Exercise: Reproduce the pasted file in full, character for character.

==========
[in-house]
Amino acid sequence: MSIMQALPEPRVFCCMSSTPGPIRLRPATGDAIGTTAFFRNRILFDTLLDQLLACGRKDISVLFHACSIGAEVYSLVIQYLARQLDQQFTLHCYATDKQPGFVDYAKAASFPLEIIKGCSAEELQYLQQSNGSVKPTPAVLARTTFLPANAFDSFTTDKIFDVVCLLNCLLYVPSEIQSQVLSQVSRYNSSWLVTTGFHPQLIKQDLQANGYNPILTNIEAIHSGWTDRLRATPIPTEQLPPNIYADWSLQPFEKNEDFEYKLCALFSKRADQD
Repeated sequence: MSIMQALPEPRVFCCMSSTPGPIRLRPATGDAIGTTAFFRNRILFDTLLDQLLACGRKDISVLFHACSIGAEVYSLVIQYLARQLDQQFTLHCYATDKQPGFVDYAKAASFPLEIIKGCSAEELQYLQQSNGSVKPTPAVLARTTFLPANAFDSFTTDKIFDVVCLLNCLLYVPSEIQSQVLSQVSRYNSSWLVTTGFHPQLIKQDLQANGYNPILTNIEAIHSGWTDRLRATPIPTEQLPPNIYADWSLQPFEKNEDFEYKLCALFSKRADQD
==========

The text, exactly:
[in-house]
Amino acid sequence: MSIMQALPEPRVFCCMSSTPGPIRLRPATGDAIGTTAFFRNRILFDTLLDQLLACGRKDISVLFHACSIGAEVYSLVIQYLARQLDQQFTLHCYATDKQPGFVDYAKAASFPLEIIKGCSAEELQYLQQSNGSVKPTPAVLARTTFLPANAFDSFTTDKIFDVVCLLNCLLYVPSEIQSQVLSQVSRYNSSWLVTTGFHPQLIKQDLQANGYNPILTNIEAIHSGWTDRLRATPIPTEQLPPNIYADWSLQPFEKNEDFEYKLCALFSKRADQD
Repeated sequence: MSIMQALPEPRVFCCMSSTPGPIRLRPATGDAIGTTAFFRNRILFDTLLDQLLACGRKDISVLFHACSIGAEVYSLVIQYLARQLDQQFTLHCYATDKQPGFVDYAKAASFPLEIIKGCSAEELQYLQQSNGSVKPTPAVLARTTFLPANAFDSFTTDKIFDVVCLLNCLLYVPSEIQSQVLSQVSRYNSSWLVTTGFHPQLIKQDLQANGYNPILTNIEAIHSGWTDRLRATPIPTEQLPPNIYADWSLQPFEKNEDFEYKLCALFSKRADQD